Wednesday, 1 August 2012

It's up to you .... New York New York

Starts and ends inevitably go together. The overwhelming emotions of so many goodbyes have been replaced by the excitement of the beginning. And as the days go by the conversations about work and home are replaced by references to an encounter from the day before. One of the interesting things about being a human being is that we make stories and connections of our lives and it is those connections that make our understanding of the world.

So a few connections from our New York stop.

James and I set off on Sunday. We cycled to Heathrow which turned out to be a very quick way of getting there with bicycle paths all the way.

Our bike panniers have our trip logo on them and as we arrived in
JFK airport I could hear people whispering. 'Two teachers two bikes one world - what's that all about?' Once you have a bike people talk to you and ask questions. It is of course quite a cool response saying 'I'm cycling round the world'. Better start soon then.

Getting from the airport to Manhattan was a trickier prospect. We had no map and most of the advice we were given said how busy the highways were. It was also getting dark. We headed through Brooklyn through suburban Howard Beach which quickly turned into a not so salubrious neighbourhood. Once safely in our host Rosanne's living room I looked it up. We had cycled through the notorious Brownsville - birth place of Larry King and Mike Tyson. Characterised by poor housing, high levels of crime and police on envy corner. Rosanne who we stayed with in New York remembered th e teacher's strike there in the 1968 when the district introduced a policy called 'community comtrol'. The aim was well intentioned but the effect was that the white, mainly Jewish teachers were sacked leading to tensions between the black and Jewish communities not only in Brwownville but across New
York. Until 2001 there were no high schools at all in the area. There are now two and it would be interesting to find out more about them if any reader knows.

The good thing about our route was that we arrived in Manhattan via the Brooklyn Bridge. By this time it was gone 10pm and the bridge was full of strolling tourists. Time for a photo.

We were really lucky to stay with Rosanne, my friend Fran's aunty. A born and bred New Yorker and psychologist. Not only did she make us incredibly welcome but reminded us that cycling is not a religion. We talked about rent controls, school testing and Hong Kong where her daughter works. James was able in about two minutes to fit her new shower head. Being able to fix things is a dying art and increasingly valued as most people's skills tend toward the technological. This could be our way of thanking our hosts.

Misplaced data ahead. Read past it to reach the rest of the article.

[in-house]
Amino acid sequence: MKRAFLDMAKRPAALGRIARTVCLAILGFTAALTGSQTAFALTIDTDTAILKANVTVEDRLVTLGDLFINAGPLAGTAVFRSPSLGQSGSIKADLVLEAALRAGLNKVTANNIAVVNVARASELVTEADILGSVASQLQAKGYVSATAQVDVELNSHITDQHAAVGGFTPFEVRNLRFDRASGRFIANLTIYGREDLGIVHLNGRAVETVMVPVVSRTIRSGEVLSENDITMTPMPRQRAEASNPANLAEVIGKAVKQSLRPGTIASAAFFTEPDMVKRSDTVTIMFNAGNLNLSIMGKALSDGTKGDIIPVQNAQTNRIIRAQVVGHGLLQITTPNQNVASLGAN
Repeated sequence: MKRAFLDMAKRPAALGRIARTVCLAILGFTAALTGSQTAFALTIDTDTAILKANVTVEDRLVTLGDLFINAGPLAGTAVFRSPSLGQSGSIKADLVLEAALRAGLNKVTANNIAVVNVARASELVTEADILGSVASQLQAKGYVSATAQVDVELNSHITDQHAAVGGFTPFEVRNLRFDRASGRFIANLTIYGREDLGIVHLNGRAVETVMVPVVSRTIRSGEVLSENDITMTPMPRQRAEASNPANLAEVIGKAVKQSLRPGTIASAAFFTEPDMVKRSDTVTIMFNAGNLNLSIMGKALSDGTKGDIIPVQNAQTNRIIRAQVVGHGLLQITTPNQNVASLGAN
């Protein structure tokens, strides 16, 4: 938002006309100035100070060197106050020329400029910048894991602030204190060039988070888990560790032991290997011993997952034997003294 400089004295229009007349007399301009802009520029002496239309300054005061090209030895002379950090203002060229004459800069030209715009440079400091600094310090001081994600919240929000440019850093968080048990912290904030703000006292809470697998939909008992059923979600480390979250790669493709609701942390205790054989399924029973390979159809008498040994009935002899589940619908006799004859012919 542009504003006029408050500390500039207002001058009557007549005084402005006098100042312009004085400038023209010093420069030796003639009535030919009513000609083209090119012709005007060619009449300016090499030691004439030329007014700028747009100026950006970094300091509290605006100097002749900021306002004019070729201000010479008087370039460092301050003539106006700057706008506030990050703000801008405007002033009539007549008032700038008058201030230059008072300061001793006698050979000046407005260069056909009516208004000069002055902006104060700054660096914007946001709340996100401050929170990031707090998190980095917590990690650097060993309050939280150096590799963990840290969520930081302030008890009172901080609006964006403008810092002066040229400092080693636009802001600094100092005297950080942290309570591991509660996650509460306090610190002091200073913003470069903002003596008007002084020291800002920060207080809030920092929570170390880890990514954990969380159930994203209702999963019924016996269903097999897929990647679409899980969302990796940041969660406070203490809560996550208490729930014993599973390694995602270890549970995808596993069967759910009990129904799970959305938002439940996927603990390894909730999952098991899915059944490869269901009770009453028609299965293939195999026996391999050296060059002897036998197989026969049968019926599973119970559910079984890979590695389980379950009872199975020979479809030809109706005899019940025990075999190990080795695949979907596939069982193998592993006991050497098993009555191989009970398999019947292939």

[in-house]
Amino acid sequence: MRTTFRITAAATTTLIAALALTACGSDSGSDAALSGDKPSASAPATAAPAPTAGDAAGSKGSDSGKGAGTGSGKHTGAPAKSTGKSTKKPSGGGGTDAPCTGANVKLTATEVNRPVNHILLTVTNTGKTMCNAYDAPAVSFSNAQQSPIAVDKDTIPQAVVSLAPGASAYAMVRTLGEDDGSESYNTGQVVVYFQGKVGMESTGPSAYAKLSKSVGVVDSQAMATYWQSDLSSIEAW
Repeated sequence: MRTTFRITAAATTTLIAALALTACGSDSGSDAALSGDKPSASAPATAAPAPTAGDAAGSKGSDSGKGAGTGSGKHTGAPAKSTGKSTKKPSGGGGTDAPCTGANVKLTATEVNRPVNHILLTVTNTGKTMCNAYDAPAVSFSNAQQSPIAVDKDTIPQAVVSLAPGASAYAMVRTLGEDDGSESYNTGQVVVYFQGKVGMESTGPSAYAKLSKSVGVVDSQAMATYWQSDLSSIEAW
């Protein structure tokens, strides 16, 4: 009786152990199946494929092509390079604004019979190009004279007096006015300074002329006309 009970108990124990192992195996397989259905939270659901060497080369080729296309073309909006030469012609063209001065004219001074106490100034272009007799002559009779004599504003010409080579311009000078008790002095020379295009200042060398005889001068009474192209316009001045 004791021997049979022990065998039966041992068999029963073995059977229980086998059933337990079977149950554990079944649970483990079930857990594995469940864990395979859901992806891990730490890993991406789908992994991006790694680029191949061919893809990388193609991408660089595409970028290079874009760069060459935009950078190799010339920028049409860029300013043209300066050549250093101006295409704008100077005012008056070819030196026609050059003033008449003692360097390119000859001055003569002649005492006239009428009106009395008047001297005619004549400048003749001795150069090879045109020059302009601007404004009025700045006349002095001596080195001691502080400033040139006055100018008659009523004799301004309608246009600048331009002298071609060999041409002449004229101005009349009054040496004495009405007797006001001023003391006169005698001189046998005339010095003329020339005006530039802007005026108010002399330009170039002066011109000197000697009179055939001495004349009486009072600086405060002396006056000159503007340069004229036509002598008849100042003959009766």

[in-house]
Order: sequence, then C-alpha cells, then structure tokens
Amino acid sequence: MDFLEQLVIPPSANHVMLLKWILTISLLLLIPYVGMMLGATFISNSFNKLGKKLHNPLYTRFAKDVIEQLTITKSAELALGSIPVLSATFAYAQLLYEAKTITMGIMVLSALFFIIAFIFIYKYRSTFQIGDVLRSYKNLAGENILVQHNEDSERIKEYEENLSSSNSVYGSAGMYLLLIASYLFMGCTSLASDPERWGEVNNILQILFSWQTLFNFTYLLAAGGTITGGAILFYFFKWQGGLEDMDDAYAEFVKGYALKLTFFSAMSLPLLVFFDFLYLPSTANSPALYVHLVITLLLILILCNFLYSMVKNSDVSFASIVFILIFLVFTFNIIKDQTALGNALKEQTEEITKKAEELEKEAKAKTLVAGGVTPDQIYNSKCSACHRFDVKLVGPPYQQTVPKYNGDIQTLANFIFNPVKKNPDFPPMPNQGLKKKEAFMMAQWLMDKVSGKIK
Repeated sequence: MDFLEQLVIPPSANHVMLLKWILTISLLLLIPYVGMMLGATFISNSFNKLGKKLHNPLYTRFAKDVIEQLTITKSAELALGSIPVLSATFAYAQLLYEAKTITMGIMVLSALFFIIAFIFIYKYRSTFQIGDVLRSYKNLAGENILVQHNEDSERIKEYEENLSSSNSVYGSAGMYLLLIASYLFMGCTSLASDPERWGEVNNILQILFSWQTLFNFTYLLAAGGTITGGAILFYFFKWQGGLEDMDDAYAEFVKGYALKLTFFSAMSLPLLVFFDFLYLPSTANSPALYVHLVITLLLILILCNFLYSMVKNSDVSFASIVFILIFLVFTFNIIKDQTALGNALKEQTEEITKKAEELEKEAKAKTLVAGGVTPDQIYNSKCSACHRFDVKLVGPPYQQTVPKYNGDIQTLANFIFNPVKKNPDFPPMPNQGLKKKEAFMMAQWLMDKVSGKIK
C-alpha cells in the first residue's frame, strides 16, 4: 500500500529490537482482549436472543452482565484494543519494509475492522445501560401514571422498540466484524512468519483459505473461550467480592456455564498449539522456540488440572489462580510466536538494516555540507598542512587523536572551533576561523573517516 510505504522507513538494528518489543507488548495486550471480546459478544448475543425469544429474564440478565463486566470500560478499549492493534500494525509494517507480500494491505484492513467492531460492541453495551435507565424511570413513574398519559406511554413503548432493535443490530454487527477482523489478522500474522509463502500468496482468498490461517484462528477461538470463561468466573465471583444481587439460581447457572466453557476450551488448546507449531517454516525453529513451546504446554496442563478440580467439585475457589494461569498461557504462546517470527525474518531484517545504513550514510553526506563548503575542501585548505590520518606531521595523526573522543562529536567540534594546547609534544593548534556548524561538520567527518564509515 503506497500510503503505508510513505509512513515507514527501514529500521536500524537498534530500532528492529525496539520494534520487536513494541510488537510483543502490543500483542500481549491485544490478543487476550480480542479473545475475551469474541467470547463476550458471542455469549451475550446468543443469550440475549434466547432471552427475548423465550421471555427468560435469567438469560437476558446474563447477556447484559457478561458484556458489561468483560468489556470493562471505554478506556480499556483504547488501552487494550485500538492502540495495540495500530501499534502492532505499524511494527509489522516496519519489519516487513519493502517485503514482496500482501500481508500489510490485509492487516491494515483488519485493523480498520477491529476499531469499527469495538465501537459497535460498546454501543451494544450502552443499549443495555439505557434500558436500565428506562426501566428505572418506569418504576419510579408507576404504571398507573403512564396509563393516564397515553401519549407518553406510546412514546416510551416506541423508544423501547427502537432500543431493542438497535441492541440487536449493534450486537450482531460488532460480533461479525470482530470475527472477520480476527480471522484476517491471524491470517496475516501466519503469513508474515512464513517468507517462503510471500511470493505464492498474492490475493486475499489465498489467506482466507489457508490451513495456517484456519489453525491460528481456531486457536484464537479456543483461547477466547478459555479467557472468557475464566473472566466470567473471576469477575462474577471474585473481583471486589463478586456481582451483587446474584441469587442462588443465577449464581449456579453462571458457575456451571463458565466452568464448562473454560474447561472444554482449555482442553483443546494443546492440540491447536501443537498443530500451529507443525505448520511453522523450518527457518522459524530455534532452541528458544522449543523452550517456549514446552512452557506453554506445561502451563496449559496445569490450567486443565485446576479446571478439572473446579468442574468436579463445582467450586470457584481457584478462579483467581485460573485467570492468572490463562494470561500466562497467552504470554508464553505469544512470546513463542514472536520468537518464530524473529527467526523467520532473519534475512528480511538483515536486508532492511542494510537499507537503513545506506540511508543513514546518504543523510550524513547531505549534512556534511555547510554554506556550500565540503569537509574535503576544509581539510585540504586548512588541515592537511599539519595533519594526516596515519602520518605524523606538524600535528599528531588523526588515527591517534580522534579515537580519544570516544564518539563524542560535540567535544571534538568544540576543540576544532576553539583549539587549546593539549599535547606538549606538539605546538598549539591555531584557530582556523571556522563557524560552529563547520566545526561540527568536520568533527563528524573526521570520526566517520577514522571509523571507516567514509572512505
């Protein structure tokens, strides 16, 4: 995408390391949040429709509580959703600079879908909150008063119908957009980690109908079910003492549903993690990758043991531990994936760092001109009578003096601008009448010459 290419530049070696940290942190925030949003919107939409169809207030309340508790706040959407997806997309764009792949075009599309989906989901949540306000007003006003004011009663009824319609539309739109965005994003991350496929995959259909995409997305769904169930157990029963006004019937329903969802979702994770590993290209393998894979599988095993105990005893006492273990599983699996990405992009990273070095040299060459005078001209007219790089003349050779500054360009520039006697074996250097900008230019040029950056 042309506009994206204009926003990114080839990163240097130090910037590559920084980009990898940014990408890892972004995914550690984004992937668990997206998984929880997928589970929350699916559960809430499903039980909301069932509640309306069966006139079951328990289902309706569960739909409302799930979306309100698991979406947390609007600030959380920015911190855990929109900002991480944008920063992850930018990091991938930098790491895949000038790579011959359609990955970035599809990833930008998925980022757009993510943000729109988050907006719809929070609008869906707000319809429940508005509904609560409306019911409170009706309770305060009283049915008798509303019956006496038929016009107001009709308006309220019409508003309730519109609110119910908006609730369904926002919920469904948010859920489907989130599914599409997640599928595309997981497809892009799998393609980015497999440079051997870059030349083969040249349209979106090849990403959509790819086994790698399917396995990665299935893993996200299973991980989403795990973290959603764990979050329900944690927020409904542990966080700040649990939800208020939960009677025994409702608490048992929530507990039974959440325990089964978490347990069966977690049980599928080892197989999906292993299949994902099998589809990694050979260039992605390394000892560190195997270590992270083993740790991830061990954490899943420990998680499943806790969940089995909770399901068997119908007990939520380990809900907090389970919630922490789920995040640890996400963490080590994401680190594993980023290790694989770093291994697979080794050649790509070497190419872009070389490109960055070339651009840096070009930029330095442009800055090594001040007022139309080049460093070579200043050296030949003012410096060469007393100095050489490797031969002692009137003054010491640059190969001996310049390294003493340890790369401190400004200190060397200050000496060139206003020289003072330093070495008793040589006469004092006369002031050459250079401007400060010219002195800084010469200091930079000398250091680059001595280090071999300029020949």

We spent two days in the big city. In Central Park I overheard two runners talking - they'd just met. I got so fascinated by their conversation I started taking photos as an excuse to earwig. One guy, very tanned, slight build, was telling the other 'Do you know, I defy the ageing process?'. He was talking in great depth about his fitness regime then the other guy trumped his story. 'I was born in 1932. (Making him 80) 'I gave up smoking in 1974. I have run every day, apart from Sundays since then. Wherever I am in the world - Rome, Paris. Wherever I am I run.' I took their photo - surreptitiously of course.

We met a guy at an Irish pub who worked 250 feet under ground at the World Trade Centre insulating pipes. He told us about the thick copper cables that were brought in and were chained up because people would steal sections of them - such is the price of metal these days. Similarly New Yorks sewer covers have had to be welded down as one sewer cover retails at a value of 45 bucks.

New Yorkers were without exception incredibly friendly and polite. Even the police officer who was guarding the golden bull said it was fine to climb. Another photo op.

After doing some basic calculations - 4500 divide by 60 - we have worked out that if we are going to have any chance catching our flight out of California we need to get on with the biking and head west. We are now on a train, our bikes in boxes checked in and hopefully on the same train, heading to Richmond, Virginia.

We are being met by Fran's brother - Matthew. Fran's family really have come up trumps. So all being well we really do start cycling tomorrow. It's not a religion. I want this trip to be about people as much as places. I have a funny feeling it will be just that.


  1. You're outside a shop..... Did you succumb to starting to fill up your panniers?!

  2. Did you not watch cycling GOLD whilst in NY?

    1. Nope. But my mum kept me updated!

      Now in Utah. Delighted to hear of first tiny steps back in London.


  3. Im really enjoying reading .....

  4. Thanks.

    Have finally worked out how to reply to posts!